Benthic Diatom Assemblages in an Abalone (Haliotis spp.) Habitat in the Baja California Peninsula
David A. Siqueiros Beltrones and Guillermina Valenzuela Romero
pp. 435-446
Abstract: Diatom assemblages from an abalone (rocky) habitat were sampled in April and November 1999 and in April 2000 on the western side of Isla Magdalena, B.C.S., Me´xico. Overall 236 taxa were recorded, including 10 new records, and 56 species that have been observed exclusively in this type of habitat in the Baja California peninsula. The rocky habitat surveyed is much more complex than expected because of different substrata (rock, fleshy macroalgae, crustose corallines, erect corallines) available for colonization by diatoms at Isla Magdalena. Although epilithic forms were identified, epiphytic diatoms were more abundant. Thus the potential diet for abalone and other grazers is more diverse than previously assumed (i.e., that mainly epilithic diatoms would be their potential food source). A variation in structure was observed between the two assemblages sampled in April because of a change in the species composition of the samples. Most of the rock surface was covered by macroalgae. Thus, the diatom associations consisted mainly of epiphytic forms. The high values of H’ corresponded to high species richness (S), whereas higher dominance <lambda> corresponded to low S. The highest estimated value of H’ was 5.39 (S 1/4 82) for the November 1999 rock-Lithophyllum assemblage. Similarity measurements, using Morisita’s index, indicate that differences in species composition and in association structure may represent a distribution of diatom taxa according to available substrata within the habitat rather than a year-to-year or seasonal variation.

Land Snail Fauna of Me Aure Cave (WMD007), Moindou, New Caledonia: Human Introductions and Faunal Change
Robert H. Cowie and J. A. Grant-Mackie
pp. 447-460
Abstract: The land snail fauna excavated from a cave at Me´ Aure´ on the central southwestern coast of New Caledonia represents a period of over 3000 yr, from before human arrival in the island to the present. The material excavated represents 20 terrestrial species in nine families. The fauna reflects the overall land snail fauna of New Caledonia in being dominated by small snails in the families Charopidae and Rhytididae, with large Placostylus species (Bulimulidae) present and minor representation of other families. Two alien species are present: Allopeas gracile, probably introduced before European arrival, and Achatina fulica, introduced in 1972. There are suggestions of change in the composition of the fauna, perhaps associated with the arrival of Europeans and the replacement of native by alien vegetation, with Andrefrancia vetula and possibly A. saisseti declining and Rhytida aulacospira increasing.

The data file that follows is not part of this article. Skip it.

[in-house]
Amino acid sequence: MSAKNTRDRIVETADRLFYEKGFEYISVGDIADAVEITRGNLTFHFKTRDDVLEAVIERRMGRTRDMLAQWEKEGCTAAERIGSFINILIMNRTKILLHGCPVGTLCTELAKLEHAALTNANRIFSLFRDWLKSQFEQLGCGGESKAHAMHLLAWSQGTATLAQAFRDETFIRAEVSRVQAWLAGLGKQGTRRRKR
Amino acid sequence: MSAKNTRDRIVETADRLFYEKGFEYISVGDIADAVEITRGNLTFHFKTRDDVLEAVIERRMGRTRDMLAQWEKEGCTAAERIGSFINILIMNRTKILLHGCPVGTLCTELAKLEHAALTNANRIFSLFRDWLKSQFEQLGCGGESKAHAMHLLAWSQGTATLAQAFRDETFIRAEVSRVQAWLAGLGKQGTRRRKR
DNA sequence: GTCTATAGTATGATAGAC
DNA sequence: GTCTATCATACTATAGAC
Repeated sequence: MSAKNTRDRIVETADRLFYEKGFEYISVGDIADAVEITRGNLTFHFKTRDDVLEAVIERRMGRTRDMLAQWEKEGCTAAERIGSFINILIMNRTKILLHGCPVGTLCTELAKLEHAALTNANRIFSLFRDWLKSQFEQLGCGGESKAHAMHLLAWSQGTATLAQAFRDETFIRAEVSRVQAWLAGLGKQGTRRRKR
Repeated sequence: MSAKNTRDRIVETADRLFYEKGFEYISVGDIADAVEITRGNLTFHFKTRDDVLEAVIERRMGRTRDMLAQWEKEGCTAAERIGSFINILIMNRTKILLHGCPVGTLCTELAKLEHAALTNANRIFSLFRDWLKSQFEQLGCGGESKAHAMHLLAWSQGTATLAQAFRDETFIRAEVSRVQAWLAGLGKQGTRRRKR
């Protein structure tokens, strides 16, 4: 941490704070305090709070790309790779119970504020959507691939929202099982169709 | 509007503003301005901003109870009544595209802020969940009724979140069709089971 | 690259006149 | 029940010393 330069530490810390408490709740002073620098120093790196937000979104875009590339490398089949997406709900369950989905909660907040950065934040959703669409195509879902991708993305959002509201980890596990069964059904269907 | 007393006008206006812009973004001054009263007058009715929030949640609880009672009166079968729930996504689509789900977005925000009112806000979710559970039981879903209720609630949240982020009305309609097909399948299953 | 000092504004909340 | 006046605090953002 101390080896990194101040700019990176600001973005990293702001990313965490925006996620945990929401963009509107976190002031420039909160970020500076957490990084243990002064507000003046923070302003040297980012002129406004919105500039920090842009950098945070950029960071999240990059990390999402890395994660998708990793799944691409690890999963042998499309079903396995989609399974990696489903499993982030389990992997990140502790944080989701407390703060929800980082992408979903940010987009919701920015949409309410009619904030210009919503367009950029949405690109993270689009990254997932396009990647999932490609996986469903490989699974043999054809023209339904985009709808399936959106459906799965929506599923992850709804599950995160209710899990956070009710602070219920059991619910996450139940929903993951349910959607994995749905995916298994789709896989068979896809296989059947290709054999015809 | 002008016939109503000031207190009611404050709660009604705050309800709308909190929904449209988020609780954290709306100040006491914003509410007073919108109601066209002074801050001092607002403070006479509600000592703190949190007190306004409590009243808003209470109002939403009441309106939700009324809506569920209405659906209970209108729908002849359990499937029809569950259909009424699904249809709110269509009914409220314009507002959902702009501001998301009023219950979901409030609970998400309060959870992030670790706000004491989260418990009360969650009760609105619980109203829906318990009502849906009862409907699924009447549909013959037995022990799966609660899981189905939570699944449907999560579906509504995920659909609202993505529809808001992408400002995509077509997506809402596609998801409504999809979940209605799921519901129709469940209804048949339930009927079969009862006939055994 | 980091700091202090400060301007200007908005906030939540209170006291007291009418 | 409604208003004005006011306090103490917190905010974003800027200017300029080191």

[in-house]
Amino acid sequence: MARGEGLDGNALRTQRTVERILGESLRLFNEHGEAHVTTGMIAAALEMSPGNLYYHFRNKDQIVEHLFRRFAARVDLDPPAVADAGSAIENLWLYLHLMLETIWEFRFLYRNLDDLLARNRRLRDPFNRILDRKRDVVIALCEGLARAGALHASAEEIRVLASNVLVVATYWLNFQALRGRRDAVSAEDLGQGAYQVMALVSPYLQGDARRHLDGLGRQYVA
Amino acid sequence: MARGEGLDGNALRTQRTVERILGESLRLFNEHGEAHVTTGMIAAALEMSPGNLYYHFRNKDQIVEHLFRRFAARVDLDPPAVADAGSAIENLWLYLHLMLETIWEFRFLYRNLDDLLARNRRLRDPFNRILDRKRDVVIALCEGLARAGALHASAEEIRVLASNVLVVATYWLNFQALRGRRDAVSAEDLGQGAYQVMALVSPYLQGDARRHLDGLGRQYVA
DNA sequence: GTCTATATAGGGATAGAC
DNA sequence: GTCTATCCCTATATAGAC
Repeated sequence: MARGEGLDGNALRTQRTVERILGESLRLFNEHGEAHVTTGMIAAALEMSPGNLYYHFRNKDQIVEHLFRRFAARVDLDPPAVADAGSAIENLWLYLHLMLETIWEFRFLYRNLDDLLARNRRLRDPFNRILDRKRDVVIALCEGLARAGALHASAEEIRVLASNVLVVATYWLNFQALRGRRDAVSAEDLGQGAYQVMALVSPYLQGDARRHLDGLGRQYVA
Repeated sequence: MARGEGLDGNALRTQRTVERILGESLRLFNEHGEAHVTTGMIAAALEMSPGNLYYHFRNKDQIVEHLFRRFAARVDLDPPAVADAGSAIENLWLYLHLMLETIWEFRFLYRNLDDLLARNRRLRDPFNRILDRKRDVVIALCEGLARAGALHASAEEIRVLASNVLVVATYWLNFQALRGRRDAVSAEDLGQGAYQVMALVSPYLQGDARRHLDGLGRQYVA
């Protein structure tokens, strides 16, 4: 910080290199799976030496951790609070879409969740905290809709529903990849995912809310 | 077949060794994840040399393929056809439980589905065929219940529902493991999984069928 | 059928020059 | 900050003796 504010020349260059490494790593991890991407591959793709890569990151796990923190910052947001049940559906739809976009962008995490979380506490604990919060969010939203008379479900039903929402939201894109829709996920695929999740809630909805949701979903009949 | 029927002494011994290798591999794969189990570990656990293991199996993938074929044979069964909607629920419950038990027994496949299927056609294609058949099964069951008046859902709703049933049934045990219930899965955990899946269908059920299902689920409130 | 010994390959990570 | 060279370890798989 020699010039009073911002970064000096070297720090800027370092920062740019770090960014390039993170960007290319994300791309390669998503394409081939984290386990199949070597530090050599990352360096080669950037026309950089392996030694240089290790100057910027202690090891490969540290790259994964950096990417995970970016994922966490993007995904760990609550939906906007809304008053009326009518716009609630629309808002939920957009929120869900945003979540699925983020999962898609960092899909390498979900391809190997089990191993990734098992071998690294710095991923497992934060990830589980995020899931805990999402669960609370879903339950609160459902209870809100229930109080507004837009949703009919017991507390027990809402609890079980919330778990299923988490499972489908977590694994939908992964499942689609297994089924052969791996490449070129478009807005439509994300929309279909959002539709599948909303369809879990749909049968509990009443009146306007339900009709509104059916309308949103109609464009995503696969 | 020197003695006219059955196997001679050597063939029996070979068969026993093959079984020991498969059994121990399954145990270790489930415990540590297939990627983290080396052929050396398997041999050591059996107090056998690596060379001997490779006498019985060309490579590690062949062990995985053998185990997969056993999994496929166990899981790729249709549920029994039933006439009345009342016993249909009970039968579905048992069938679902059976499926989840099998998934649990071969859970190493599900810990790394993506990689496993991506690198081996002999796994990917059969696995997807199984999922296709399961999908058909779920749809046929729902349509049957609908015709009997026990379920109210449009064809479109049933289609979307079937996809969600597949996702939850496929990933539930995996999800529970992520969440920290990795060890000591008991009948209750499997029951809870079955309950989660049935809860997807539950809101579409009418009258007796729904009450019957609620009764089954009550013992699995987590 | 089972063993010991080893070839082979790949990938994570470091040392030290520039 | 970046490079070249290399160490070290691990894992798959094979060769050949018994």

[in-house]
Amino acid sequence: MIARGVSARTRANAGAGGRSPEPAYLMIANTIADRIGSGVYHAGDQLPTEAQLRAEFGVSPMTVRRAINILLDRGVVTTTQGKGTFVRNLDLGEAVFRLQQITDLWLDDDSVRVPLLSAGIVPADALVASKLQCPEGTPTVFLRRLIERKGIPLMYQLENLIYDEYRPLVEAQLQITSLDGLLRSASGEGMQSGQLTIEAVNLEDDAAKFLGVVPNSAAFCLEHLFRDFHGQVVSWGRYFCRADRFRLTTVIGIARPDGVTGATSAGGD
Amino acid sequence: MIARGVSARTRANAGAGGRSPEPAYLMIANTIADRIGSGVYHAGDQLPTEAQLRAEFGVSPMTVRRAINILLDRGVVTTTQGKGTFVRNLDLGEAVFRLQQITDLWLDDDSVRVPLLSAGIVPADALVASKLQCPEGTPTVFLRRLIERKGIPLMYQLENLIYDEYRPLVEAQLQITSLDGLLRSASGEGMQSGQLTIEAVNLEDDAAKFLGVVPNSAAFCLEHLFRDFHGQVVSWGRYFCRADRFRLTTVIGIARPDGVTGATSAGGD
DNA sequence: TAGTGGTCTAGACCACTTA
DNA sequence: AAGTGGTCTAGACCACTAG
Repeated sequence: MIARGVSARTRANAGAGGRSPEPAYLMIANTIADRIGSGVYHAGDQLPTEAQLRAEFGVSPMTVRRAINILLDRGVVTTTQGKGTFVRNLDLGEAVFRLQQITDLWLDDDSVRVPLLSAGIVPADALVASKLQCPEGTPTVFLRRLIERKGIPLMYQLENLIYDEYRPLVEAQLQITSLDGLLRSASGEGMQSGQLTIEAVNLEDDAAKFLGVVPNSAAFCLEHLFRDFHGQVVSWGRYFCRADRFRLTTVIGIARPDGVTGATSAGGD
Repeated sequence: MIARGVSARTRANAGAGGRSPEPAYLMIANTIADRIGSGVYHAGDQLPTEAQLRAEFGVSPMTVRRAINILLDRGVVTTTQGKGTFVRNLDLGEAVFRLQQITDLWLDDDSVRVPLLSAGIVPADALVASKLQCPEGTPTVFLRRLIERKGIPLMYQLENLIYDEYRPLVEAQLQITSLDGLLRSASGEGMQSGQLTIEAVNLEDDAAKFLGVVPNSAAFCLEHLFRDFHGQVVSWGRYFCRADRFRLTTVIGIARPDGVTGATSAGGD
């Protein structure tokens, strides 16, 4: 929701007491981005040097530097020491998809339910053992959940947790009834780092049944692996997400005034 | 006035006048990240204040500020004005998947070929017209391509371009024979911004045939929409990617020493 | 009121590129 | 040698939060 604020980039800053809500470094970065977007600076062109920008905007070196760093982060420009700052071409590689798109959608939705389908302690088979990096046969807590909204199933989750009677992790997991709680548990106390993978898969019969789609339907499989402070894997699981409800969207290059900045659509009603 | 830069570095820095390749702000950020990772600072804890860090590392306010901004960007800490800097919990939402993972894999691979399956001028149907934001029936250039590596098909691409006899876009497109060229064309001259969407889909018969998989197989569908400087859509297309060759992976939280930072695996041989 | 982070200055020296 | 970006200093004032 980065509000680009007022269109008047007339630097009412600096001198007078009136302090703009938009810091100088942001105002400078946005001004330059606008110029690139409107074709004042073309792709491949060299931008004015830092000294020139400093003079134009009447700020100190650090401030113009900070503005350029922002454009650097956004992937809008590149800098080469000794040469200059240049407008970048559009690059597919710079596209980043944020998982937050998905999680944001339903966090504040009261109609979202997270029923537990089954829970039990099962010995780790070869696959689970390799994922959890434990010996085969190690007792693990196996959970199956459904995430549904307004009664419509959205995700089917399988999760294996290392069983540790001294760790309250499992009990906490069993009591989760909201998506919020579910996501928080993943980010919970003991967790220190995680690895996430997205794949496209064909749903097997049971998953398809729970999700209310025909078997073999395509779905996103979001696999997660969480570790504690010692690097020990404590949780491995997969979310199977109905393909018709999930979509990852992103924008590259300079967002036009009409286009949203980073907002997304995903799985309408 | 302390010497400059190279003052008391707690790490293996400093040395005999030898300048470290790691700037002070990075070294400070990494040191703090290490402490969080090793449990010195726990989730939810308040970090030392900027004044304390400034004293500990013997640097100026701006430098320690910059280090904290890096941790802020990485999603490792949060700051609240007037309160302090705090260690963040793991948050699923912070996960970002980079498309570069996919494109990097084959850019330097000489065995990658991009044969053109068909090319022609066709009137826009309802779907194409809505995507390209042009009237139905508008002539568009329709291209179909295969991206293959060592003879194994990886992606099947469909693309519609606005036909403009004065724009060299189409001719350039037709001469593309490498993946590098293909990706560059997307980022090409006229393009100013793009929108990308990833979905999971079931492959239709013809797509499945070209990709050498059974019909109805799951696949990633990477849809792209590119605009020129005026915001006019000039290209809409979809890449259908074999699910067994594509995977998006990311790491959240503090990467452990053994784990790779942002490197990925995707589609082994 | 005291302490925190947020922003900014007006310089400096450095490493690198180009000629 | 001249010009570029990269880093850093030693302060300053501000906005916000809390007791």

Degradation and Recovery of Vegetation on Kaho‘olawe Island, Hawai‘i: A Photographic Journey
Steven D. Warren
pp. 461-478
Abstract: Over the past five centuries, the Hawaiian island of Kaho‘olawe has suffered the ravages of slash-and-burn agriculture, interisland warfare, severe overgrazing by domestic and feral livestock, and military training. During the 1930s, Bishop Museum personnel photographed portions of Kaho‘olawe and documented the degraded condition of the island. Many of the same locations were photographed during the early 1990s. Paired comparisons of the photographs illustrate a remarkable recovery of the vegetation on the island. The recovery is attributable to early introductions of plant species for livestock forage, followed by eradication of the livestock, and more recent erosion control and revegetation efforts. Barring renewal of environmentally deleterious activities, the outlook for Kaho‘olawe is promising.

Killer Whale Predation on a Leatherback Turtle in the Northeast Pacific
Robert L. Pitman and Peter H. Dutton
pp. 497-498
Abstract: In November 2001, we observed a herd of killer whales (Orcinus orca) preying upon a leatherback turtle (Dermochelys coriacea) off the coast of California. Here we provide details of the event and speculate that oceanic killer whales may have less specialized diets than nearshore populations. We also suggest that killer whale predation should be considered a factor in the recovery of this critically endangered sea turtle.

Association Affairs
Pacific Science Association
pp. 499-501